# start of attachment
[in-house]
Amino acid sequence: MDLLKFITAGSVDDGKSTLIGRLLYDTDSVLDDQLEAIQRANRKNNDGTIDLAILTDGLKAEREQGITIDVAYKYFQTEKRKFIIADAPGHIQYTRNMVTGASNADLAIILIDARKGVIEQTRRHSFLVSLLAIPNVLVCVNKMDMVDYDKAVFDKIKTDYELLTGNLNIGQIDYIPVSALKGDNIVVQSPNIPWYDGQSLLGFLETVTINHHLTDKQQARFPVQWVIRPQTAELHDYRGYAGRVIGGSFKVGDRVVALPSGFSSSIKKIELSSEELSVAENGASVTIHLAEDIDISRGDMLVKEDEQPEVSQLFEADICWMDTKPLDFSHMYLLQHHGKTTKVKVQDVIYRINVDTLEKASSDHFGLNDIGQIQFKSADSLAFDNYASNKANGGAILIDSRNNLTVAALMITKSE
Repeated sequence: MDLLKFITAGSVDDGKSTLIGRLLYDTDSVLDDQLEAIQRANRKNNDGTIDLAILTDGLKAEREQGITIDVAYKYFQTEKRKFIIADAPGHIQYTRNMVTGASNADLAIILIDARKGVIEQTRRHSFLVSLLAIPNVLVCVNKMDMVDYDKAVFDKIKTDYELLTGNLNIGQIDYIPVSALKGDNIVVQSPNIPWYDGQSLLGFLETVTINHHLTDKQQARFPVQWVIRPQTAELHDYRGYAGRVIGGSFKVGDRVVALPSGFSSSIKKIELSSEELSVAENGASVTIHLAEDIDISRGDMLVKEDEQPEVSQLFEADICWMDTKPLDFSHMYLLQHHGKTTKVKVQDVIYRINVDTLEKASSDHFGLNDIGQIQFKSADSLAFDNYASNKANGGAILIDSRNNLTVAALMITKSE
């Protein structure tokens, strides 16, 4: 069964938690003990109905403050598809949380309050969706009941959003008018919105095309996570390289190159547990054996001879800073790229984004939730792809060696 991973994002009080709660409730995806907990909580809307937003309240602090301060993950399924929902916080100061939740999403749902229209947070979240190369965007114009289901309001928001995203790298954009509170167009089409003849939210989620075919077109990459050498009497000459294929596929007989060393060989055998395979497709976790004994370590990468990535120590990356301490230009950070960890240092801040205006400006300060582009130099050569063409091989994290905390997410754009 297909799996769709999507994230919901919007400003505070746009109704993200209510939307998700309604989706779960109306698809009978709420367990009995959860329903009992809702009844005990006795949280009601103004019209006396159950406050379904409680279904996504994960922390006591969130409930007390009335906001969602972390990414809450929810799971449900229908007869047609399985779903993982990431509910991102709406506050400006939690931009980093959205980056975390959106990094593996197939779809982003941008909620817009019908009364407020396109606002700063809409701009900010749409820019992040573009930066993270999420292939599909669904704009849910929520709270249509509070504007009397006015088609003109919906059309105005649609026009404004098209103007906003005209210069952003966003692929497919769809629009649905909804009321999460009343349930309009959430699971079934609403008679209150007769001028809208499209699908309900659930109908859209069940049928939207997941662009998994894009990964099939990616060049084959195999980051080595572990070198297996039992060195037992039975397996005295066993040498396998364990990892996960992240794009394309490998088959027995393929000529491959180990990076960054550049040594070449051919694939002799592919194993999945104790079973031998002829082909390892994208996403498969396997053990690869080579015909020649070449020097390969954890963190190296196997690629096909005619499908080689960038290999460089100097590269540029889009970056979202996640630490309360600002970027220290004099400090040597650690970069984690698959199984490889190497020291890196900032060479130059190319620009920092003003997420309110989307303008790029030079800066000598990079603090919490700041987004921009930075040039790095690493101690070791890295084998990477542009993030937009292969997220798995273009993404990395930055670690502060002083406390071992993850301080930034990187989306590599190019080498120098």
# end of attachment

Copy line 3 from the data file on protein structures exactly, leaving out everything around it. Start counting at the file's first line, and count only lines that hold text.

Repeated sequence: MDLLKFITAGSVDDGKSTLIGRLLYDTDSVLDDQLEAIQRANRKNNDGTIDLAILTDGLKAEREQGITIDVAYKYFQTEKRKFIIADAPGHIQYTRNMVTGASNADLAIILIDARKGVIEQTRRHSFLVSLLAIPNVLVCVNKMDMVDYDKAVFDKIKTDYELLTGNLNIGQIDYIPVSALKGDNIVVQSPNIPWYDGQSLLGFLETVTINHHLTDKQQARFPVQWVIRPQTAELHDYRGYAGRVIGGSFKVGDRVVALPSGFSSSIKKIELSSEELSVAENGASVTIHLAEDIDISRGDMLVKEDEQPEVSQLFEADICWMDTKPLDFSHMYLLQHHGKTTKVKVQDVIYRINVDTLEKASSDHFGLNDIGQIQFKSADSLAFDNYASNKANGGAILIDSRNNLTVAALMITKSE